If you're like most health-conscious people, the idea that artificial sweeteners are bad is deeply ingrained. But the most important thing to remember about them is that you consume them in tiny quantities. A Splenda packet contains 12 milligrams of sucralose. Of course, it's possible for 12 milligrams of something to do you harm, but if something's that dangerous, it's pretty easy to figure it out.
People have been trying to find problems with artificial sweeteners for decades, and they just haven't. If you drink them in soda, or use them to sweeten things you make at home, keep on keeping on. It's just fine.
3. Local foods aren't better for the climate.
I go out of my way to buy local veg and meat. I want agriculture in my community. I like going to the farmers market.
But any way you slice it, local foods aren't better for the environment. They're just not.
Intuitively, it makes sense that they should be! If your lettuce travels crosstown instead of cross-country, that's a couple thousand fossil-fueled miles that don't have to happen. But it turns out that transport is a very small fraction of the climate impact of food: less than 10%, most of the time.
Climate isn't the only thing I think about when I choose dinner. Local farms can contribute to local economies, provide community touchstones and just be a place where a kid can meet a pig. If you want to cut the climate harm of your diet, eat more of the crops that have the smallest environmental impact: grains, legumes, nuts, tubers, tree fruits. It doesn't mean you have to stop buying local.
4. Salad is a first-world luxury.
Let's get one thing straight. Lettuce is a vehicle to bring refrigerated water from farm to table.
If you have an intuitive sense that a food that's 96% water is a waste of resources and a nutritional zero, you're right. If you don't, you could be one of the bazillion people who came down hard on me when I wrote about the leafy green climate menace that is salad.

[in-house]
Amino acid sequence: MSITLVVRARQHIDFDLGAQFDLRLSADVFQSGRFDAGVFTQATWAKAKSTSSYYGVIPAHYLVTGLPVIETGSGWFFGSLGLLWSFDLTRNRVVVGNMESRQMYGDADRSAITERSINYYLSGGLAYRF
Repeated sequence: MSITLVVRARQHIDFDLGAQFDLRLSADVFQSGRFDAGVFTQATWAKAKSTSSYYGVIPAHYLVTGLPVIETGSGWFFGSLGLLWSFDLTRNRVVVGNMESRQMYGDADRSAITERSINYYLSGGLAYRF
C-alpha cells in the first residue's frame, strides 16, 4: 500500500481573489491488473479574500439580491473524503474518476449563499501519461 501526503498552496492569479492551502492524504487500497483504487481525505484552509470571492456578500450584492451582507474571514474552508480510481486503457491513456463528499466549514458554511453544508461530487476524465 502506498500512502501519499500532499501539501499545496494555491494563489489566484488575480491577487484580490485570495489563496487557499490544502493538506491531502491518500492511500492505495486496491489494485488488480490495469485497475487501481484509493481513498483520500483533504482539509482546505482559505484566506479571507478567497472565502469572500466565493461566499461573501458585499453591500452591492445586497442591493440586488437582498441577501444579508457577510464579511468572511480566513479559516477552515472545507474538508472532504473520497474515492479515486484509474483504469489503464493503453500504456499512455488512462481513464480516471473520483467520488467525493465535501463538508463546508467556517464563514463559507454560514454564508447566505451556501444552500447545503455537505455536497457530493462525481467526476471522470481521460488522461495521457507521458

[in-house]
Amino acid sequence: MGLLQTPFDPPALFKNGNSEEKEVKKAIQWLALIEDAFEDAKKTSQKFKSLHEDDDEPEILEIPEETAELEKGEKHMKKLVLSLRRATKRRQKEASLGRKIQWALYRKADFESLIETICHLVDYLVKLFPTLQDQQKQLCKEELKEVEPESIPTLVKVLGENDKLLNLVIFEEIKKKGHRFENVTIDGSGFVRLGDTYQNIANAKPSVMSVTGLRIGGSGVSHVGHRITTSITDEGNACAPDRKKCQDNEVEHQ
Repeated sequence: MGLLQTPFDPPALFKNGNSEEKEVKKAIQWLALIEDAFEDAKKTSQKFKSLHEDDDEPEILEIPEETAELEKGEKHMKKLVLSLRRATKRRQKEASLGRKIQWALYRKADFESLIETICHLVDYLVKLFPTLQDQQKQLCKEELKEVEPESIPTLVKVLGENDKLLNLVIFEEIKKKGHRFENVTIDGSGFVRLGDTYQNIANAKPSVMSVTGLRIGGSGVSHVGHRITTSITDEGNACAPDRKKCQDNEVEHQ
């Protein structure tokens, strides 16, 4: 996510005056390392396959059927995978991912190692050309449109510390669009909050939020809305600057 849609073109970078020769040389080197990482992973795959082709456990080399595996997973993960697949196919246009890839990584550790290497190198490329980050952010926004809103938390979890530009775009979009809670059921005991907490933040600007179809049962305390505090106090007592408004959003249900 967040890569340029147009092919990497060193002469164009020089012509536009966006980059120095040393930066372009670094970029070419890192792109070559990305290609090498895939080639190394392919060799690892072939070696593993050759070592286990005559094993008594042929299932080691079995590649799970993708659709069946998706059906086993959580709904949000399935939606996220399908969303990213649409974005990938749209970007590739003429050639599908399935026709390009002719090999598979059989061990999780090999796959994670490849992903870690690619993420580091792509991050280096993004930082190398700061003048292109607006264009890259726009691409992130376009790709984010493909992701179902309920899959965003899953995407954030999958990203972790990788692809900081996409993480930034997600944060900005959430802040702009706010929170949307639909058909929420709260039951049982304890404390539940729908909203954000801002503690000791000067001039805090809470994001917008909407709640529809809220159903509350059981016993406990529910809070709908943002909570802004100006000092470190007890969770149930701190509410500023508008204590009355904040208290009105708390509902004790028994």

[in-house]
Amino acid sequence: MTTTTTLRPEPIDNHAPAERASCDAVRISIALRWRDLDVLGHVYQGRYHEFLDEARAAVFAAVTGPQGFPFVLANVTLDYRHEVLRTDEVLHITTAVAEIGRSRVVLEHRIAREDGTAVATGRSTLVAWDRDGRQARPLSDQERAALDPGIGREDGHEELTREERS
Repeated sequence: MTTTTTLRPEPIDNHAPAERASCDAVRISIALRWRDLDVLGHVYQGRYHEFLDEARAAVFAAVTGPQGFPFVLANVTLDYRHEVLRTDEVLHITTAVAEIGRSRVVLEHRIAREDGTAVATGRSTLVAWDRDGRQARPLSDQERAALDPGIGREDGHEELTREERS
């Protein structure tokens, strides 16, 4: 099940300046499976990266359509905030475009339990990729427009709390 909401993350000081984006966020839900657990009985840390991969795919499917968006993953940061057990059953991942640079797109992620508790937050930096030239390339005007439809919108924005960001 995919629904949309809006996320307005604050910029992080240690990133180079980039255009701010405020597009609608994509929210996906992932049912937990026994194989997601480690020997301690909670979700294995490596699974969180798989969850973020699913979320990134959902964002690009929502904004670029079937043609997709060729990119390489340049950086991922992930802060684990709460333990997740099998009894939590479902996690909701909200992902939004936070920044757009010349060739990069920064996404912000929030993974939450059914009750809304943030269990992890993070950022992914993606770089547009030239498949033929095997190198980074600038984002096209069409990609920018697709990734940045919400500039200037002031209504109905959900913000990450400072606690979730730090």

Okay, that's a little unfair. Salad isn't a menace; it's just a luxury. It uses too many resources for too little food to be a smart choice for either human or planetary health. It graces my table because I like it and because it can help me say no to seconds of lasagna. But that's a solution to a first-world problem: too much food. The idea that we're deliberately growing and eating food specifically because it's low-calorie makes sense only in a world of overabundance.
But there's a hitch there, too. Lettuce lends its health halo to anything that gets put in a bowl with it, and the salads we think of as healthful generally aren't. If you buy a salad, and then remove the lettuce, you see what you're really eating for lunch: sad little brown piles of croutons, dressing, shredded cheese, and chicken strips.
Of course there are grain- or bean-rich salads, populated with bona fide nutritious vegetables like kale and broccoli, that are genuinely nutritious and a fine choice. But they're the outliers. Most salads are nutritional and environmental losers.
Tamar Haspel is the author of "To Boldly Grow: Finding Joy, Adventure, and Dinner in Your Own Backyard." An oyster farmer on Cape Cod, she writes Unearthed, a monthly commentary in pursuit of a more constructive conversation on divisive food-policy issues.